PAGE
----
To Baltimore City public school student DaQuan
Chisholm's way of thinking, police officers would be a lot
safer if they could walkie-talkie each other without
removing their helmets. So, like any enterprising engineer,
he designed and made a prototype — undeterred by the
fact he'd only just finished fourth grade.
His invention earned him a meeting and pep talk last
fall with Robert Cammarata, chair of the Department of Materials Science and
Engineering at Johns Hopkins.
It's students like Chisholm that the
Center for Talented
Youth aims to spotlight in its national conference
Helping Talent Soar: Identifying and Serving Gifted
Students from All of America's Neighborhoods, taking place
at the Homewood campus this week.
The conference, which expects a national audience of
250 educators and public policy, foundation and business
leaders, will spotlight the abundance of youthful academic
talent found in students of all backgrounds. Invited guests
also will survey the American public education landscape
and describe successful programs and practices.
The conference, said CTY executive director Lea
Ybarra, poses a simple but critically important question:
Do the estimated 3 million gifted students in the United
States, out of an annual enrolled school-age population of
53 million, receive the proper accelerated, enriched and
tailored instruction necessary to make the most of their
Thursday, May 13, will kick off the conference in
Hodson Hall, with remarks by university President William
R. Brody and CTY's Ybarra, followed by the keynote address
by Johns Hopkins pediatric neurosurgeon Benjamin Carson.
The conference continues on Friday with a series of
panel presentations by national authorities; among them,
from Johns Hopkins, are Ralph Fessler, dean of the School
of Professional Studies in Business and Education; Robert
Lindgren, vice president for development and alumni
relations; Paul White, assistant dean for admissions and
financial aid in the School of Medicine; and Ybarra.
The conference receives added urgency as a dismantling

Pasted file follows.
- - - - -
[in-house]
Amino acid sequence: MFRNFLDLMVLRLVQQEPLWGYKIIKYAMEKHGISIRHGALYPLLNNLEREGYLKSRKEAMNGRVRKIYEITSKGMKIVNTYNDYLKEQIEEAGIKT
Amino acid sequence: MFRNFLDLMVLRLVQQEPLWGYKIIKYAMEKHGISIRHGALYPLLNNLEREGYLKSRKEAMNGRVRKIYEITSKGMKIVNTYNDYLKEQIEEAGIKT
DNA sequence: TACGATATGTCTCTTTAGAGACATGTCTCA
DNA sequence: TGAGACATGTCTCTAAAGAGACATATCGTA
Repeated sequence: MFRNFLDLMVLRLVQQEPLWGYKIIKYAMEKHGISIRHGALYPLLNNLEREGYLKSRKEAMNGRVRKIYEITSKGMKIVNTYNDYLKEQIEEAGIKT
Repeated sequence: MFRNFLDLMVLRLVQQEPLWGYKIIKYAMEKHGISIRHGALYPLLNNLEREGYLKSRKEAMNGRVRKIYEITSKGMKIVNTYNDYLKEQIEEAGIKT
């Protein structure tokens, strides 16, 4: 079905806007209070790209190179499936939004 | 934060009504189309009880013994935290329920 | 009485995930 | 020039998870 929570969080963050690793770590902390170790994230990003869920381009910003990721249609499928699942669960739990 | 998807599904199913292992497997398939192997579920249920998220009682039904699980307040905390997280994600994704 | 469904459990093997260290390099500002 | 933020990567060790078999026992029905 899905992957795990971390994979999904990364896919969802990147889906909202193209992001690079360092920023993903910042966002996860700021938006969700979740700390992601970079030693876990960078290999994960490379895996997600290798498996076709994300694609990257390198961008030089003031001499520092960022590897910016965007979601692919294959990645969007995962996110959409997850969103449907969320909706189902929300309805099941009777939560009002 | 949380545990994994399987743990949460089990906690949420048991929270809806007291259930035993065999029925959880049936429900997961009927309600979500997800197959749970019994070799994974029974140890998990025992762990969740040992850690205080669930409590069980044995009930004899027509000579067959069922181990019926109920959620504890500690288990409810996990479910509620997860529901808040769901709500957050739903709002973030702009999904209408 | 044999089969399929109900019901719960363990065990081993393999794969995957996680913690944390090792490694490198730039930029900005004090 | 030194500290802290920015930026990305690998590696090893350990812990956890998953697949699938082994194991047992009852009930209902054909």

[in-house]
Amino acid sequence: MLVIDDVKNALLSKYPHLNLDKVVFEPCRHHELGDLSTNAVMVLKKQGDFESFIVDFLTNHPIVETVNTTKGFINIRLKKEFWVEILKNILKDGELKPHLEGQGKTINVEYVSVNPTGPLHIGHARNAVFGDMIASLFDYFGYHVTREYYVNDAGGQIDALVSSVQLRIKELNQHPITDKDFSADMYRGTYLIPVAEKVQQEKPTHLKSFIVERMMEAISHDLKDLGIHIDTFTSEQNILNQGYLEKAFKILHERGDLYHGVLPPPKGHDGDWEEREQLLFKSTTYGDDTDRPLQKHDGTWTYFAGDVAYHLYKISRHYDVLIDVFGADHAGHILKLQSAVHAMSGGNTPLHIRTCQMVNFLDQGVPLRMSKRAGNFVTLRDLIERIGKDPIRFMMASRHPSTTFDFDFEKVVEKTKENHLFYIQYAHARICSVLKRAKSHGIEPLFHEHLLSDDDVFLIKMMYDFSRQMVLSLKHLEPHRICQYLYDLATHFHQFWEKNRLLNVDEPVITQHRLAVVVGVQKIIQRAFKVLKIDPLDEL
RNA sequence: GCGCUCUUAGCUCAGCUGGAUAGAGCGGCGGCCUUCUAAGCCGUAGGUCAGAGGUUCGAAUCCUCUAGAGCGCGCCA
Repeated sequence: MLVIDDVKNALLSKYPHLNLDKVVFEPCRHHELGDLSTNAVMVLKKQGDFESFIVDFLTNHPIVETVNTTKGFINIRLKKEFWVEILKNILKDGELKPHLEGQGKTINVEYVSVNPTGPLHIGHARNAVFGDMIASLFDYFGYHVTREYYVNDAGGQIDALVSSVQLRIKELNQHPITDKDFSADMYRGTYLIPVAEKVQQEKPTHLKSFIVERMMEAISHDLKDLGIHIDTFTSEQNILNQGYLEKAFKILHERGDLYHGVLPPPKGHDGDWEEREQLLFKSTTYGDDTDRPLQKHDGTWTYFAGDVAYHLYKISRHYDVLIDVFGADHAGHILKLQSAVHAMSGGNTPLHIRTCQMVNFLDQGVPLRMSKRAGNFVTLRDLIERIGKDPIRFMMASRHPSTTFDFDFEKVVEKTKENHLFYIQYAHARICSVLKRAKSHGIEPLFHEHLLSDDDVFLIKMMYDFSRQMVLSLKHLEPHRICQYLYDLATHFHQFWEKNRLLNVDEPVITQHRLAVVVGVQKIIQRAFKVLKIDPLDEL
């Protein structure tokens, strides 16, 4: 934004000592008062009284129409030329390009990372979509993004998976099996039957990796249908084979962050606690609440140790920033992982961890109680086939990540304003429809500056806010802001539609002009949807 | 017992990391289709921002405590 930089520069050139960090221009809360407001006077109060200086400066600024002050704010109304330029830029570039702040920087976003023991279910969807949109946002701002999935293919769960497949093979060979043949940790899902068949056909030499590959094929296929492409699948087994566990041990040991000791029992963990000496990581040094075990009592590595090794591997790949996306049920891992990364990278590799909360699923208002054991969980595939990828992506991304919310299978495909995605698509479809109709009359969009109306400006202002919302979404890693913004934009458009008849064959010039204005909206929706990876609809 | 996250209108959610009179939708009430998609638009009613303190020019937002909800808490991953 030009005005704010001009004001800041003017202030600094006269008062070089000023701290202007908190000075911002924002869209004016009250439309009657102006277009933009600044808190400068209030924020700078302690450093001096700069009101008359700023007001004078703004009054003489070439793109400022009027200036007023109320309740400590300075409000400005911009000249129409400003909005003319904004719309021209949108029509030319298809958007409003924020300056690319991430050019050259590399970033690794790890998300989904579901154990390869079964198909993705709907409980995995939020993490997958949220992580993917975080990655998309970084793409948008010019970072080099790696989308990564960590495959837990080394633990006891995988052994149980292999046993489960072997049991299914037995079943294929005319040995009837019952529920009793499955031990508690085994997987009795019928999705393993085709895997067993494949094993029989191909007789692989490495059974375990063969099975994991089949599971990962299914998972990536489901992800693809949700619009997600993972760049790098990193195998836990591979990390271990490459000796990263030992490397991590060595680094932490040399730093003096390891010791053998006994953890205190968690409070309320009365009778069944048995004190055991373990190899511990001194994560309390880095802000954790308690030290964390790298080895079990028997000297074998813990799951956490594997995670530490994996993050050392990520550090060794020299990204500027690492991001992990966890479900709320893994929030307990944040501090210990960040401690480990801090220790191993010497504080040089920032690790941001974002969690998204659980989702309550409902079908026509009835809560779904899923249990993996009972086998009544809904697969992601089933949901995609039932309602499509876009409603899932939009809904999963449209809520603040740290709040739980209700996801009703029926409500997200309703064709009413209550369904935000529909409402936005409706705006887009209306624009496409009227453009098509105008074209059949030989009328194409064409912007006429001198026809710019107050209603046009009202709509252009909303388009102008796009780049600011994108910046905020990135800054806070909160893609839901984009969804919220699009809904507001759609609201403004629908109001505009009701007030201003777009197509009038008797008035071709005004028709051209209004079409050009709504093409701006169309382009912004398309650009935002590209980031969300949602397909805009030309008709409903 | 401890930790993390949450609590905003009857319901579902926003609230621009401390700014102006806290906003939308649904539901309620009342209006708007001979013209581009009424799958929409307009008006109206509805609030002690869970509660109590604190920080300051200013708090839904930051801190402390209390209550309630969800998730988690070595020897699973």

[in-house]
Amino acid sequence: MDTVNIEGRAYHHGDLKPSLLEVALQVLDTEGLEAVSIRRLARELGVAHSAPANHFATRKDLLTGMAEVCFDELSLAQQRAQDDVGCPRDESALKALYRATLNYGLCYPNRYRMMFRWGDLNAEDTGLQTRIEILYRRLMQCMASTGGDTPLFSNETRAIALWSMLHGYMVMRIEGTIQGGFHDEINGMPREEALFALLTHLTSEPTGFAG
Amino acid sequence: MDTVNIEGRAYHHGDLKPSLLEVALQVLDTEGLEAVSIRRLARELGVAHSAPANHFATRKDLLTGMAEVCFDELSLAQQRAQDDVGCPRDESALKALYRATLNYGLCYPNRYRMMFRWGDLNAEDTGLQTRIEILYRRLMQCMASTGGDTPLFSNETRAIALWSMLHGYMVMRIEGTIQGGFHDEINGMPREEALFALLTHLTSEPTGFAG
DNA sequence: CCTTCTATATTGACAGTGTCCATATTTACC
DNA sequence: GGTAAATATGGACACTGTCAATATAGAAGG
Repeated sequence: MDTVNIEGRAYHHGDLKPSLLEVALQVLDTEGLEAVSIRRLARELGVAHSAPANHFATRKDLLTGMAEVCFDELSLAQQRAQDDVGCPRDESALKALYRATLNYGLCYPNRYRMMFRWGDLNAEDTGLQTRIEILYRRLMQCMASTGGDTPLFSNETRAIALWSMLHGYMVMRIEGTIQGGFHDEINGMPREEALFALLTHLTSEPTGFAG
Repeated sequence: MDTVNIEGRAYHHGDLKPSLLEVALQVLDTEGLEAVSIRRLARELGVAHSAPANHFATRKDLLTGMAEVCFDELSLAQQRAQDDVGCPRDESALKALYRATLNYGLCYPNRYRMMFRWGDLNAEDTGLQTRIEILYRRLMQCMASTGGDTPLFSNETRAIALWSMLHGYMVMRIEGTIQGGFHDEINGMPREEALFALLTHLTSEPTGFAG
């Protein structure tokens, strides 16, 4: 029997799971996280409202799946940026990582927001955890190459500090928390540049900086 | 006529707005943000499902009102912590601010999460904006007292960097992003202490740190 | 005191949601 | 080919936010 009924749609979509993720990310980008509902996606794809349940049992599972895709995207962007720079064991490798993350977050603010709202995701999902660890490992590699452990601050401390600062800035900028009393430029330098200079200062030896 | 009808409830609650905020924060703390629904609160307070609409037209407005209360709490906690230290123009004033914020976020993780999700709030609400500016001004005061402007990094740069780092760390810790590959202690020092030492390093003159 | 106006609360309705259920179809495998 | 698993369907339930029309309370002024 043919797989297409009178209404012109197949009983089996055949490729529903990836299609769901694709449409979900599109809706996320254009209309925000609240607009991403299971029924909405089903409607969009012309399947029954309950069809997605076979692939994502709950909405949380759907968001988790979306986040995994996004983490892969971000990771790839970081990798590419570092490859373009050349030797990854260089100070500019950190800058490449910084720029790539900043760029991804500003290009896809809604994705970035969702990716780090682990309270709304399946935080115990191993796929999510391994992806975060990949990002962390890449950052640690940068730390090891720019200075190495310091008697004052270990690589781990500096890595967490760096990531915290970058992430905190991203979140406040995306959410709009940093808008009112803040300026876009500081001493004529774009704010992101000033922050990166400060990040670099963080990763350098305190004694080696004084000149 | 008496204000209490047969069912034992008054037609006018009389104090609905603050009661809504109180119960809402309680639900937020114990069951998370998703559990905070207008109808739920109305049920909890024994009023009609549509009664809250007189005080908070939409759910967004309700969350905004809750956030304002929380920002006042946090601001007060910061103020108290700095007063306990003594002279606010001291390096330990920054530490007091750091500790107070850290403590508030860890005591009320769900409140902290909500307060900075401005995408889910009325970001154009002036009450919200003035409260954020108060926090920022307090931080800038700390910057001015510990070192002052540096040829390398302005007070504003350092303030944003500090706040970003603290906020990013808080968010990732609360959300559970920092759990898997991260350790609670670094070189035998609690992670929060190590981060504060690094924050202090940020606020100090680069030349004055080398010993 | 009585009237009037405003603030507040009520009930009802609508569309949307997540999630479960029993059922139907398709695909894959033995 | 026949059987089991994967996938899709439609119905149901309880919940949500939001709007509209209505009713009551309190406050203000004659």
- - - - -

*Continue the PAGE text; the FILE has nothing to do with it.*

of public school gifted education programs is sweeping the
country. Baltimore City, for example, has discontinued all
gifted programs for its 103,000-student district. The
Illinois Legislature in late 2003 axed all state gifted
programs. A state funding holdback imperils funding for
gifted programs in Miami-Dade County, Fla., and its
While education cuts are being driven by state budget
shortfalls, consequences for gifted programs have been
deeper and more widespread, experts say, due to the effects
of the comprehensive No Child Left Behind Law, enacted in
"The law, though rightfully praised for its goals to
raise struggling children to proficient levels, virtually
omits mention of gifted education," Ybarra said. "Left
vulnerable for that reason, gifted programs across the
nation are ending."
Although all gifted students are hit by such cuts,
experts believe the brunt is borne by minority and
low-income students clustered in urban schools. Unlike
suburban middle-class families, low- and modest-income
households can lack the knowledge base and expendable
family dollars to seek special gifted education programs
outside school to replace discontinued public gifted
"Such students are caught by their circumstances,"
Ybarra said. "We at CTY believe that it's a critical part
of our mission to find such promising students."
While gifted programs in schools are declining,
special programs, such as Hopkins' CTY, increasingly are
serving students beyond their original, largely suburban
populations. Last year, 10.4 percent of the students in
CTY's summer programs came from groups historically
underrepresented in gifted programs — an increase
from 1 percent in 1998. Since that time, more than 260
Baltimore City school students have enrolled on full
scholarship, with financial awards totaling $670,000.
"We're encouraged by the increase and are striving to
do even better," Ybarra said.
Financial support from such philanthropies as
conference co-sponsor Goldman Sachs Foundation is giving
energetic life to this new influx of students. In addition
to student aid, the foundation has encouraged CTY to pursue
innovative new programs. In one, CTY students learn formal
business methodologies from M.B.A. students and Goldman
Sachs executives, and then appear before a jury of senior
Goldman Sachs executives to present detailed plans of their
A key goal of the foundation is to place into the
national pipeline increased numbers of students from
historically underserved groups, and prepare those students
for high-impact careers and lives.
Said Stephanie Bell-Rose, president of the Goldman
Sachs Foundation, "There are huge practical consequences
for our nation and our future generations if we fail to
cultivate the minds of our nation's brightest students from
every background. Lose them, and we lose a precious
national resource: the ingenuity, creativity and
perseverance that have been hallmarks of the American
The conference is co-sponsored by the Johns Hopkins
University Center for Talented Youth and the Goldman Sachs
Foundation, in collaboration with the Johns Hopkins Council
on K-12 Education.
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